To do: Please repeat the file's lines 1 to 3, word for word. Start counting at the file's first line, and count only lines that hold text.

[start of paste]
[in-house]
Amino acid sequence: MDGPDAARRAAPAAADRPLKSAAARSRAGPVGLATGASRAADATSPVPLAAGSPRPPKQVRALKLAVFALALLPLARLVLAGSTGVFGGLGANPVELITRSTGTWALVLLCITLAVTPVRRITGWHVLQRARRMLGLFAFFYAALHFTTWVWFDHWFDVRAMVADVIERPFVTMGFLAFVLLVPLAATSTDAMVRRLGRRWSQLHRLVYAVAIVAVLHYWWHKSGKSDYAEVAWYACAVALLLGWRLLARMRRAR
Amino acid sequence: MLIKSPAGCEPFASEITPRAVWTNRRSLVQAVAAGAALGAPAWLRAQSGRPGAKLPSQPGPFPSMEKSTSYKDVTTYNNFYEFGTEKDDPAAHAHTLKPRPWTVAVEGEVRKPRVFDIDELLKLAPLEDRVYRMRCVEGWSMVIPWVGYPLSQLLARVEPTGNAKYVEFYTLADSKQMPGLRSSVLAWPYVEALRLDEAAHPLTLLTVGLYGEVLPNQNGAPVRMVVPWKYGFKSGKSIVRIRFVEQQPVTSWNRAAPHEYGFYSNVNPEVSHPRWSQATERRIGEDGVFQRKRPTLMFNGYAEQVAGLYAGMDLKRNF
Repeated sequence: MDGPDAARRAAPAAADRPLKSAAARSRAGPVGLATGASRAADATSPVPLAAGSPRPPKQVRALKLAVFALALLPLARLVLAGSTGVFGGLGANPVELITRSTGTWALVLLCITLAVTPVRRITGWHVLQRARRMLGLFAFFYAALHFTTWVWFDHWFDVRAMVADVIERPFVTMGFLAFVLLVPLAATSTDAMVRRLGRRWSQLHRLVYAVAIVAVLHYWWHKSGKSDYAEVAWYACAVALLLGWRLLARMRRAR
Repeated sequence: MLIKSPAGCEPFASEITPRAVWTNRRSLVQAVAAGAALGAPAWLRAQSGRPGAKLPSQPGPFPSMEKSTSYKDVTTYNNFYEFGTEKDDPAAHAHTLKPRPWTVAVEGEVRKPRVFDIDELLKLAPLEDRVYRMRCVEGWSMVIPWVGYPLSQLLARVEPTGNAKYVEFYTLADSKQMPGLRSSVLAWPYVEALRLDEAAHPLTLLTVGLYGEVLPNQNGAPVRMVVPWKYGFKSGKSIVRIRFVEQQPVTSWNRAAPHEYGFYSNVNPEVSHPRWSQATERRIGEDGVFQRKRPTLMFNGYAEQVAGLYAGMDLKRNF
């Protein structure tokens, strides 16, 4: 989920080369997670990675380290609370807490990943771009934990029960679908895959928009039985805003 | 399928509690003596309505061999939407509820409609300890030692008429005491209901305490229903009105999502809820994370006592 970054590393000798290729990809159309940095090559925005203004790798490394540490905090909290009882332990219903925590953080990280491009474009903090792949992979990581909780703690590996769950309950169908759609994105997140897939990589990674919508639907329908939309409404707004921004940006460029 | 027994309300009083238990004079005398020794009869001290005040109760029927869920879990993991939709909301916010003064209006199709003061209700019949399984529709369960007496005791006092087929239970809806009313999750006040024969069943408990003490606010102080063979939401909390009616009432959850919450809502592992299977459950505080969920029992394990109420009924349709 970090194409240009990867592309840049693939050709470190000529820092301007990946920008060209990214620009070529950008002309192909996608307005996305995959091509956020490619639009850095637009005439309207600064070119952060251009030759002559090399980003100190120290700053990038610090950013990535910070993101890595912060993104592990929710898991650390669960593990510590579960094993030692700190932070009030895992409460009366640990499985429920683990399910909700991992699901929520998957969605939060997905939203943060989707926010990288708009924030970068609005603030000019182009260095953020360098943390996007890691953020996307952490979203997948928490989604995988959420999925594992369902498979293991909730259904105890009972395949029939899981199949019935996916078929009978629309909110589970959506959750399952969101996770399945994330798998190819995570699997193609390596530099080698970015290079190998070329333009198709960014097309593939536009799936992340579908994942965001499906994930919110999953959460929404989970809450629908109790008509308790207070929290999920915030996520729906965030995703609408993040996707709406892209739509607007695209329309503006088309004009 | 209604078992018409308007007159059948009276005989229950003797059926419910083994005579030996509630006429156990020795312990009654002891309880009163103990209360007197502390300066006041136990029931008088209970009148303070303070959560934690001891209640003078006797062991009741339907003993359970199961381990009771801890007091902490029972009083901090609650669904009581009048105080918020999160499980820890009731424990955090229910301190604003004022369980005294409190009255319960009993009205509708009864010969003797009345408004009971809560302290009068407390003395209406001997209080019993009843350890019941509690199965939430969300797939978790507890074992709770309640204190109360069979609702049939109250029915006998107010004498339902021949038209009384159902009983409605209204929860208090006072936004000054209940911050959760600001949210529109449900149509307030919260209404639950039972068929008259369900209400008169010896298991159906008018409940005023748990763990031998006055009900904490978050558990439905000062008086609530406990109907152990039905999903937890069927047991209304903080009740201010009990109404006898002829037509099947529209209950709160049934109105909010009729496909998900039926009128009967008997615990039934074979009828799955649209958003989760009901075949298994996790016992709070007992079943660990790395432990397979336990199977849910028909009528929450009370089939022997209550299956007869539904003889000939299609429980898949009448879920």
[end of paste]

[in-house]
Amino acid sequence: MDGPDAARRAAPAAADRPLKSAAARSRAGPVGLATGASRAADATSPVPLAAGSPRPPKQVRALKLAVFALALLPLARLVLAGSTGVFGGLGANPVELITRSTGTWALVLLCITLAVTPVRRITGWHVLQRARRMLGLFAFFYAALHFTTWVWFDHWFDVRAMVADVIERPFVTMGFLAFVLLVPLAATSTDAMVRRLGRRWSQLHRLVYAVAIVAVLHYWWHKSGKSDYAEVAWYACAVALLLGWRLLARMRRAR
Amino acid sequence: MLIKSPAGCEPFASEITPRAVWTNRRSLVQAVAAGAALGAPAWLRAQSGRPGAKLPSQPGPFPSMEKSTSYKDVTTYNNFYEFGTEKDDPAAHAHTLKPRPWTVAVEGEVRKPRVFDIDELLKLAPLEDRVYRMRCVEGWSMVIPWVGYPLSQLLARVEPTGNAKYVEFYTLADSKQMPGLRSSVLAWPYVEALRLDEAAHPLTLLTVGLYGEVLPNQNGAPVRMVVPWKYGFKSGKSIVRIRFVEQQPVTSWNRAAPHEYGFYSNVNPEVSHPRWSQATERRIGEDGVFQRKRPTLMFNGYAEQVAGLYAGMDLKRNF